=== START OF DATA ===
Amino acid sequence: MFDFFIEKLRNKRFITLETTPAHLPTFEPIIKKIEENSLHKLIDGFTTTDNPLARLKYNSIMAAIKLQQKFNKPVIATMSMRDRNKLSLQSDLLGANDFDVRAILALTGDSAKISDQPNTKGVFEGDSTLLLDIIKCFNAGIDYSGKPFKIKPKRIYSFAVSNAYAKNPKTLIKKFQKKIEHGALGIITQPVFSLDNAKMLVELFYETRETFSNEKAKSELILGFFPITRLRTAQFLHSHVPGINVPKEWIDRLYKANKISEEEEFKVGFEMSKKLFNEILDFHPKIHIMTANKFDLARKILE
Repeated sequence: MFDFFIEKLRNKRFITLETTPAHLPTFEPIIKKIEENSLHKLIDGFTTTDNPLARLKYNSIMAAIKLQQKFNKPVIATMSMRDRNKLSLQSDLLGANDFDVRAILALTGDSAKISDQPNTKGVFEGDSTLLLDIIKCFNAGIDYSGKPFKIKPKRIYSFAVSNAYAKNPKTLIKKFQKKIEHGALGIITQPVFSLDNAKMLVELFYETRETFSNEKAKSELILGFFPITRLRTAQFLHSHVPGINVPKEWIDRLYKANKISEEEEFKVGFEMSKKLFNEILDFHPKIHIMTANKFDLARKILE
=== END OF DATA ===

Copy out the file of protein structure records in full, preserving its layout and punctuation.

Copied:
Amino acid sequence: MFDFFIEKLRNKRFITLETTPAHLPTFEPIIKKIEENSLHKLIDGFTTTDNPLARLKYNSIMAAIKLQQKFNKPVIATMSMRDRNKLSLQSDLLGANDFDVRAILALTGDSAKISDQPNTKGVFEGDSTLLLDIIKCFNAGIDYSGKPFKIKPKRIYSFAVSNAYAKNPKTLIKKFQKKIEHGALGIITQPVFSLDNAKMLVELFYETRETFSNEKAKSELILGFFPITRLRTAQFLHSHVPGINVPKEWIDRLYKANKISEEEEFKVGFEMSKKLFNEILDFHPKIHIMTANKFDLARKILE
Repeated sequence: MFDFFIEKLRNKRFITLETTPAHLPTFEPIIKKIEENSLHKLIDGFTTTDNPLARLKYNSIMAAIKLQQKFNKPVIATMSMRDRNKLSLQSDLLGANDFDVRAILALTGDSAKISDQPNTKGVFEGDSTLLLDIIKCFNAGIDYSGKPFKIKPKRIYSFAVSNAYAKNPKTLIKKFQKKIEHGALGIITQPVFSLDNAKMLVELFYETRETFSNEKAKSELILGFFPITRLRTAQFLHSHVPGINVPKEWIDRLYKANKISEEEEFKVGFEMSKKLFNEILDFHPKIHIMTANKFDLARKILE